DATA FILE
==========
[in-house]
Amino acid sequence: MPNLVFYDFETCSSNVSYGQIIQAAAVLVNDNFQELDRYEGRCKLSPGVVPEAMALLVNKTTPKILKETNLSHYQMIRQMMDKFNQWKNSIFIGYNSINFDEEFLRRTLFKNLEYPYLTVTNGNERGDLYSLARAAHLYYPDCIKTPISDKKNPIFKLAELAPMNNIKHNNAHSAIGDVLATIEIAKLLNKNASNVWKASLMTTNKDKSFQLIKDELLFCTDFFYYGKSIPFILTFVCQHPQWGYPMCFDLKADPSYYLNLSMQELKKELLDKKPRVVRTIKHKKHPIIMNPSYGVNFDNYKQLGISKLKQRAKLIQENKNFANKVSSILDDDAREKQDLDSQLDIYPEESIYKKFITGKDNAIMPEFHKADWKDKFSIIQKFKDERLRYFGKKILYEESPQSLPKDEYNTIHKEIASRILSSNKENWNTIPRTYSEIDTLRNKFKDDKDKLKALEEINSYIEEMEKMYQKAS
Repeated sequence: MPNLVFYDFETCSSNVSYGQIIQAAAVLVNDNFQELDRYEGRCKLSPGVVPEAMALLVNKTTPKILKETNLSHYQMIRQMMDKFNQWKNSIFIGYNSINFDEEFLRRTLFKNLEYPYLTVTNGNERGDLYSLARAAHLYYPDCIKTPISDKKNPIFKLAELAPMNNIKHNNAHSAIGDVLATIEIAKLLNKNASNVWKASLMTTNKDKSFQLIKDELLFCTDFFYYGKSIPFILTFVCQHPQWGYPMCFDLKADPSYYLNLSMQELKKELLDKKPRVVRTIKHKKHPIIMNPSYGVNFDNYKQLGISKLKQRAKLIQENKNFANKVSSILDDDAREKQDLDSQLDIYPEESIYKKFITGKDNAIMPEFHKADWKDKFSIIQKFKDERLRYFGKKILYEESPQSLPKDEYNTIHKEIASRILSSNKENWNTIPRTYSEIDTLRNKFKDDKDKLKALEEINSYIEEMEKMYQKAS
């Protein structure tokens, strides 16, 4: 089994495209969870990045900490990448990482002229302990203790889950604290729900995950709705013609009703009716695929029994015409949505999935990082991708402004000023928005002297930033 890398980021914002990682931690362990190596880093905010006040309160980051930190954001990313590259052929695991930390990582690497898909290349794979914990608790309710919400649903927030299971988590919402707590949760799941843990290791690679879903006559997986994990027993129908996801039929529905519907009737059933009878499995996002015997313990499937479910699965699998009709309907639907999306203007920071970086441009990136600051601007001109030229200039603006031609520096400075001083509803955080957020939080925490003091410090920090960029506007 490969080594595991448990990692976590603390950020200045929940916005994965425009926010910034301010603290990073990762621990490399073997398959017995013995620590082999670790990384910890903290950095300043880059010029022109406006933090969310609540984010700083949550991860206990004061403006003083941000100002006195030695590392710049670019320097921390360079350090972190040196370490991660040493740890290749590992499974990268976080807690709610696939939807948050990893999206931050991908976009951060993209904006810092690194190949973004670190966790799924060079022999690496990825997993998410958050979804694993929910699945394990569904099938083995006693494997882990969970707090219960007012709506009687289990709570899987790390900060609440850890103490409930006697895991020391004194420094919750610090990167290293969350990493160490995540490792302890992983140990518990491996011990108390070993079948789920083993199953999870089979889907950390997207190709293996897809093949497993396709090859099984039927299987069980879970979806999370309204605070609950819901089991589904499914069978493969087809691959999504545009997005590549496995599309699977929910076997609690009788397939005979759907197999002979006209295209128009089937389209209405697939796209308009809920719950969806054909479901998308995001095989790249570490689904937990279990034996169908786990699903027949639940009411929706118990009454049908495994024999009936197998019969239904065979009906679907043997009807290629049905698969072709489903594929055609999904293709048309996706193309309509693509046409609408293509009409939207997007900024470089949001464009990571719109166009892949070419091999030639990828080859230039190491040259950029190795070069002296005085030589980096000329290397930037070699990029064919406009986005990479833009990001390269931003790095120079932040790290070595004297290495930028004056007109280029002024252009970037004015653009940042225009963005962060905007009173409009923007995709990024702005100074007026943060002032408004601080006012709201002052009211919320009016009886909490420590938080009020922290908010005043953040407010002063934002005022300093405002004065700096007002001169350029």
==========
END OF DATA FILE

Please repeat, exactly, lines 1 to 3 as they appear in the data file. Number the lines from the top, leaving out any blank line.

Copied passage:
[in-house]
Amino acid sequence: MPNLVFYDFETCSSNVSYGQIIQAAAVLVNDNFQELDRYEGRCKLSPGVVPEAMALLVNKTTPKILKETNLSHYQMIRQMMDKFNQWKNSIFIGYNSINFDEEFLRRTLFKNLEYPYLTVTNGNERGDLYSLARAAHLYYPDCIKTPISDKKNPIFKLAELAPMNNIKHNNAHSAIGDVLATIEIAKLLNKNASNVWKASLMTTNKDKSFQLIKDELLFCTDFFYYGKSIPFILTFVCQHPQWGYPMCFDLKADPSYYLNLSMQELKKELLDKKPRVVRTIKHKKHPIIMNPSYGVNFDNYKQLGISKLKQRAKLIQENKNFANKVSSILDDDAREKQDLDSQLDIYPEESIYKKFITGKDNAIMPEFHKADWKDKFSIIQKFKDERLRYFGKKILYEESPQSLPKDEYNTIHKEIASRILSSNKENWNTIPRTYSEIDTLRNKFKDDKDKLKALEEINSYIEEMEKMYQKAS
Repeated sequence: MPNLVFYDFETCSSNVSYGQIIQAAAVLVNDNFQELDRYEGRCKLSPGVVPEAMALLVNKTTPKILKETNLSHYQMIRQMMDKFNQWKNSIFIGYNSINFDEEFLRRTLFKNLEYPYLTVTNGNERGDLYSLARAAHLYYPDCIKTPISDKKNPIFKLAELAPMNNIKHNNAHSAIGDVLATIEIAKLLNKNASNVWKASLMTTNKDKSFQLIKDELLFCTDFFYYGKSIPFILTFVCQHPQWGYPMCFDLKADPSYYLNLSMQELKKELLDKKPRVVRTIKHKKHPIIMNPSYGVNFDNYKQLGISKLKQRAKLIQENKNFANKVSSILDDDAREKQDLDSQLDIYPEESIYKKFITGKDNAIMPEFHKADWKDKFSIIQKFKDERLRYFGKKILYEESPQSLPKDEYNTIHKEIASRILSSNKENWNTIPRTYSEIDTLRNKFKDDKDKLKALEEINSYIEEMEKMYQKAS